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Prognostic significance of circulating laminin gamma2 for early-stage non-small-cell lung cancer

Authors Teng Yu, Wang Z, Ma L, Zhang L, Guo Y, Gu M, Wang Z, Wang Y, Yue W

Received 3 February 2016

Accepted for publication 8 April 2016

Published 7 July 2016 Volume 2016:9 Pages 4151—4162

DOI https://doi.org/10.2147/OTT.S105732

Checked for plagiarism Yes

Review by Single-blind

Peer reviewers approved by Dr Colin Mak

Peer reviewer comments 3

Editor who approved publication: Professor Min Li


Yu Teng,1,* Zitong Wang,2,* Li Ma,1,* Lina Zhang,1 Yinan Guo,1 Meng Gu,1 Ziyu Wang,1 Yue Wang,1 Wentao Yue1

1Department of Cellular and Molecular Biology, Beijing Chest Hospital, Capital Medical University, Beijing Tuberculosis and Thoracic Tumor Research Institute, Beijing, People’s Republic of China; 2Department of Thoracic Surgery, Beijing Chest Hospital, Capital Medical University, Beijing, People’s Republic of China

*These authors contributed equally to this work

Background: Laminin gamma2 (Ln-γ2) chain, a distinctive subunit of heterotrimeric laminin-332, is frequently upregulated in carcinomas and is of great importance in cell migration and invasion. Despite this, the status of circulating Ln-γ2 in lung cancer patients is still uncertain.
Patients and methods: In this retrospective study, serum samples from 538 all-stage (stages I–IV) patients with non-small-cell lung cancer (NSCLC) and 94 age-matched healthy volunteers were investigated by enzyme-linked immunosorbent assay. Data were statistically analyzed in combination with clinicopathological information.
Results: Circulating Ln-γ2 was markedly increased in NSCLC, even in stage I cases (P<0.01), reflecting the progression of lung cancer. Survival analysis on 370 eligible patients indicated that serum Ln-γ2-negative patients survived much longer compared with Ln-γ2-positive individuals (P=0.028), and it was especially the case for stage I (P<0.001), stage T1 (P=0.001), and stage N0 patients (P=0.038), all of whom represented early-stage cases. For the advanced patients, however, overall survivals were not significantly different among stages II–IV (P=0.830), stages T2–T4 (P=0.575), stages N1–N3 (P=0.669), and stage M1 (P=0.849). Cox analysis subsequently defined serum Ln-γ2 as an independent prognostic indicator of NSCLC, particularly for early-stage patients. Furthermore, we demonstrated the association of serum Ln-γ2 with smoking behavior, but its association with tumor progression and early prognostic significance were not altered in the nonsmoking cohort.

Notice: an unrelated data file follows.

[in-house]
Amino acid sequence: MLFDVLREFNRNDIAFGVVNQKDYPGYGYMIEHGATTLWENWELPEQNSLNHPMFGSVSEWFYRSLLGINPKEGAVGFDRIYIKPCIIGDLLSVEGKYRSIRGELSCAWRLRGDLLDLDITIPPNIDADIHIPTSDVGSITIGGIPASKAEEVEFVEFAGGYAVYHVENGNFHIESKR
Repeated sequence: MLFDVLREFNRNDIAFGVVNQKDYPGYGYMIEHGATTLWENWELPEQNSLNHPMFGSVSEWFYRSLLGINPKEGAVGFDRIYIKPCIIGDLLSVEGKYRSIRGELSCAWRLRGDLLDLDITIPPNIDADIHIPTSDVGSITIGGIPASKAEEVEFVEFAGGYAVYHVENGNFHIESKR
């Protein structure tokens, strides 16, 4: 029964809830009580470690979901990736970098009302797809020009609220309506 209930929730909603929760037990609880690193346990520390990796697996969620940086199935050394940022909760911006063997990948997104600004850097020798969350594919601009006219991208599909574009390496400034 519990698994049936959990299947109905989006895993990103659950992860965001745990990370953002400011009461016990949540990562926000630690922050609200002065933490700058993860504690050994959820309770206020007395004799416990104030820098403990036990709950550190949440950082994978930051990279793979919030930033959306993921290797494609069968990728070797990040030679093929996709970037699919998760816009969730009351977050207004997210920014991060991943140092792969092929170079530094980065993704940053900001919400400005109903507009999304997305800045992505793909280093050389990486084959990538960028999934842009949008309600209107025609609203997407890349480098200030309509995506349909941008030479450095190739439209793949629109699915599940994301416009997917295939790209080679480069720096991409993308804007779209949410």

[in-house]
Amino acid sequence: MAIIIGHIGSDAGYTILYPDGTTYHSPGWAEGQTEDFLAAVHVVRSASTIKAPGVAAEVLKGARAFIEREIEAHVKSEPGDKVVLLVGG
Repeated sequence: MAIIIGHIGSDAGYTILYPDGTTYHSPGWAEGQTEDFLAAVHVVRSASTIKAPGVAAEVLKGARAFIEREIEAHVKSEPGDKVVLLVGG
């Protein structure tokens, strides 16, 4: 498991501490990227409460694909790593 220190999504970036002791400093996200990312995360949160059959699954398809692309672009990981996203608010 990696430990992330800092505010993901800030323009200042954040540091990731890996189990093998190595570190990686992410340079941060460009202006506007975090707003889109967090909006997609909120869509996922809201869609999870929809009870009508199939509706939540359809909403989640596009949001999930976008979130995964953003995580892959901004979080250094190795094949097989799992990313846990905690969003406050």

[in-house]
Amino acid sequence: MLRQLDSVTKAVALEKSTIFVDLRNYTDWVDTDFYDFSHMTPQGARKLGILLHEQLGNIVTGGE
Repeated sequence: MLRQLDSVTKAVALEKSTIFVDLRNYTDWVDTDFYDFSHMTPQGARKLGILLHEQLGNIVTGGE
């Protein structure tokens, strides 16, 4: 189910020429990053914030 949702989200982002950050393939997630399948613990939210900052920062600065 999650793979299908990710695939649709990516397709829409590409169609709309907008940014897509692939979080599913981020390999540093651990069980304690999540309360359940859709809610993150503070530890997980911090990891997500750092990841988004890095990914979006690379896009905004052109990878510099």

Conclusion: Our study demonstrated that elevation of circulating Ln-γ2 was an early-emerging event in NSCLC and was significantly associated with poor prognosis in NSCLC, especially for early-stage cases.

Keywords: laminin gamma2, circulation, prognosis, early stage, non-small-cell lung cancer

Introduction

Among the various malignancies, lung cancer has long been considered to be the most common cause of cancer death. Non-small-cell lung cancer (NSCLC), which accounts for ~80% of all lung carcinomas, progresses rapidly with a generally poor 5-year survival ranging from 6% to 18%.1 Most of these patients die of the late occurrence of multiorgan metastases. In fact, prior to clinical manifestations, metastatic dissemination mostly requires sequential cellular events, including local invasion, intravasation to the vessels, survival in the circulation, extravasation, and colonization.2

Laminins are a family of heterotrimeric extracellular glycoproteins functioning in all basement membranes (BMs). Thus far, at least 17 laminin isoforms have been identified,3 each with a cross-shaped and specific combination of α, β, and γ subunits. Laminin-332 (Ln-332), formerly termed laminin-5 by order of discovery, consists of heterogeneous α3, β3, and γ2 chains and serves as an essential structural constituent of BMs. It is certain that Ln-332 plays crucial roles in cell adhesion and migration.4 Junctional epidermolysis bullosa, a group of autosomal recessive skin disorders, manifests as mechanically induced blistering of fragile skin and mucosa. In the context of the etiology, it is basically caused by mutations in the coding gene of any subunit of the heterotrimer.5 Laminin functions as a bridge between the epidermis and the underlying connective tissues mainly through interaction with integrin receptors in some cell matrix adhesive structures, such as hemidesmosomes. Moreover, accumulating studies report that Ln-332 is frequently upregulated in some types of malignancies,6,7 especially in invading cancer cells or at the invasive tumor front.8,9 Intriguingly, under the interfacial tumor microenvironment, invading cancer cells could confer anoikis-resistant cell viability on surrounding myofibroblasts via upregulation of Ln-332 and its integrin receptors during invasion-associated tissue remodeling.10